Home/Daniel Larison/Hawks Continue to Misunderstand and Misrepresent the Green Movement

Hawks Continue to Misunderstand and Misrepresent the Green Movement

No Victor Davis Hanson column on foreign policy would be complete without recycling stale talking points about the Green movement in Iran:

No wonder, then, that Obama seemed startled when hundreds of thousands of democratic reformers destroyed his script by hitting the streets of Iran’s cities. Apparently their desire for constitutional government and a pro-Western tilt made them almost suspicious in Obama’s eyes [bold mine-DL]. Maybe he felt their success would spoil his own supposedly singular ability to connect with the anti-American theocracy. Or perhaps their admiration for Western freedoms made them suspect neo-cons of a sort. In any case, the reformers got no support from the U.S. and were quickly crushed.

Hanson is trying to force Obama’s handling of the Iranian protests into a pattern of supposed sympathy for anti-American authoritarian rulers, but his account of those protests and the U.S. response demonstrates that this is nonsense.

Was the Green movement protesting against election fraud and government abuse? Yes, it was. Were the protesters demanding that their government respect its own laws? Yes, they were. What they weren’t demanding was “constitutional government and a pro-Western tilt” as we would understand these things. These were goals that Western sympathizers incorrectly attributed to the protesters. Some Westerners did this because they hoped it was true, some did it because they assumed that anyone protesting against the Iranian government must want these things, and others repeated this idea so that it would appear that the U.S. was “abandoning” would-be friends. In fact, Obama came under fire from these sympathizers at the time for saying correctly that there weren’t major differences between Ahmadinejad and Mousavi on the nuclear issue. The idea that the Green movement protests represented an opportunity to overthrow the Iranian government or offered the U.S. a chance to make Tehran more “pro-Western” was a falsehood promoted by Iran hawks because they wanted to fault Obama for “missing” the opportunity.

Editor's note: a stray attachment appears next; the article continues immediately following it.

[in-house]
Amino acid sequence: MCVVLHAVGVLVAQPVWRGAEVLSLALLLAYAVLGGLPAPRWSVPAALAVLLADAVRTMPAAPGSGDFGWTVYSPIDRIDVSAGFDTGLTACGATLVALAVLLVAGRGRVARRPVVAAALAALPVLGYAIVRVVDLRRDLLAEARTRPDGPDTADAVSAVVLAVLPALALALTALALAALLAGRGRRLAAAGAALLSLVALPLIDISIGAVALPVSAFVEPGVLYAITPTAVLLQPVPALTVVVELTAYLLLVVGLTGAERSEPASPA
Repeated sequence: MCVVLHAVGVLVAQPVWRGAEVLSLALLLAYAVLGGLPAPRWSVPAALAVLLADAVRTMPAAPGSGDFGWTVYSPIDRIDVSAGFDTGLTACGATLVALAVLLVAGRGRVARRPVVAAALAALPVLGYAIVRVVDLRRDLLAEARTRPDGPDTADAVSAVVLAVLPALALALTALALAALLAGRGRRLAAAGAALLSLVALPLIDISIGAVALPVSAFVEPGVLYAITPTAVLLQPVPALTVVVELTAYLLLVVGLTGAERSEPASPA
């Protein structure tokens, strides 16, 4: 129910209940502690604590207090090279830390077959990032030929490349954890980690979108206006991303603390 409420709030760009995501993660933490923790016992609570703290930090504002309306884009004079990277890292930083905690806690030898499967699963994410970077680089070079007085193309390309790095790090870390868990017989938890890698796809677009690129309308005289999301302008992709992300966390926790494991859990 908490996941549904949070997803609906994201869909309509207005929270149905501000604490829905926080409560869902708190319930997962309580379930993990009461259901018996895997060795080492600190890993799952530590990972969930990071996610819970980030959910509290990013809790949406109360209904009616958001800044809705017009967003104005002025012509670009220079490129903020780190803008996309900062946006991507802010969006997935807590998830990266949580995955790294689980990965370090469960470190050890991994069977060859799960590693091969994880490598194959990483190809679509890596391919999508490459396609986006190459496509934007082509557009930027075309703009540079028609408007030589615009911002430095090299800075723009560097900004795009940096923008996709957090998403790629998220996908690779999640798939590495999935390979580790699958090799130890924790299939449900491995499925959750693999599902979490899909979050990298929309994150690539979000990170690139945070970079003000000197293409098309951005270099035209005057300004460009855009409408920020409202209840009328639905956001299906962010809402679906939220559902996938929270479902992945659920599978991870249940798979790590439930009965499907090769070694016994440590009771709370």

Hanson’s misunderstanding isn’t limited to Iran. Here is his confused take on protests in Turkey:

Apparently, Erdogan’s chief appeal to the Obama administration is that he shares the same suspicions of the West that many elites in the West hold [bold mine-DL]. Accordingly, when thousands hit the streets of Istanbul to call for the same sort of Western freedoms that those in Iran had demanded in 2009, the U.S. was largely silent. The protesters, not Erdogan, were suspect.

This is as simplistic and misleading as can be. As heavy-handed and demagogic as Erdogan is, his government is a legitimate elected one, so the comparison between protests against him and his government and the Iranian protests in 2009 is deeply flawed. As far as I know, the U.S. doesn’t make a point of endorsing popular demonstrations against democratically elected allied governments, and if it were an allied country other than Turkey Hanson would probably be aghast at the suggestion that it was any of Washington’s business. I suspect that this is the only time in modern history that Hanson thinks that the U.S. government should have gone out of its way to voice its support for predominantly leftist street protesters.

Regardless, Hanson must have a very short memory if he can forget how bad relations between Obama and Erdogan initially were. U.S.-Turkish relations in Obama’s first term were roiled when Obama shot down the effort by Turkey and Brazil to mediate an agreement with Iran, which also represented a needless bungling of relations with Brazil. The relationship was not helped very much by the decision to intervene in Libya, which Turkey initially opposed but then grudgingly agreed to support. Obama and Erdogan have repaired their relationship in more recent years, and Obama has done so mainly because it is desirable for the U.S. to have good relations with one of its major NATO allies. Using domestic protests as an occasion to criticize an allied government would be taken as a gratuitous insult, and more important it wouldn’t benefit the protesters in a country where anti-U.S. sentiment is still extremely high.

The larger problem with all this is that Hanson thinks that Obama’s responses to these foreign protests prove that he equates “anti-Americanism with some sort of legitimacy.” In the Iranian case, this ignores the much more plausible and obvious explanation that the U.S. could do nothing constructive to help the Green movement. Hanson overlooks the possibility that Washington might have caused the protesters in both Turkey and Iran additional problems by offering public support.

about the author

Daniel Larison is a senior editor at TAC, where he also keeps a solo blog. He has been published in the New York Times Book Review, Dallas Morning News, World Politics Review, Politico Magazine, Orthodox Life, Front Porch Republic, The American Scene, and Culture11, and was a columnist for The Week. He holds a PhD in history from the University of Chicago, and resides in Lancaster, PA. Follow him on Twitter.

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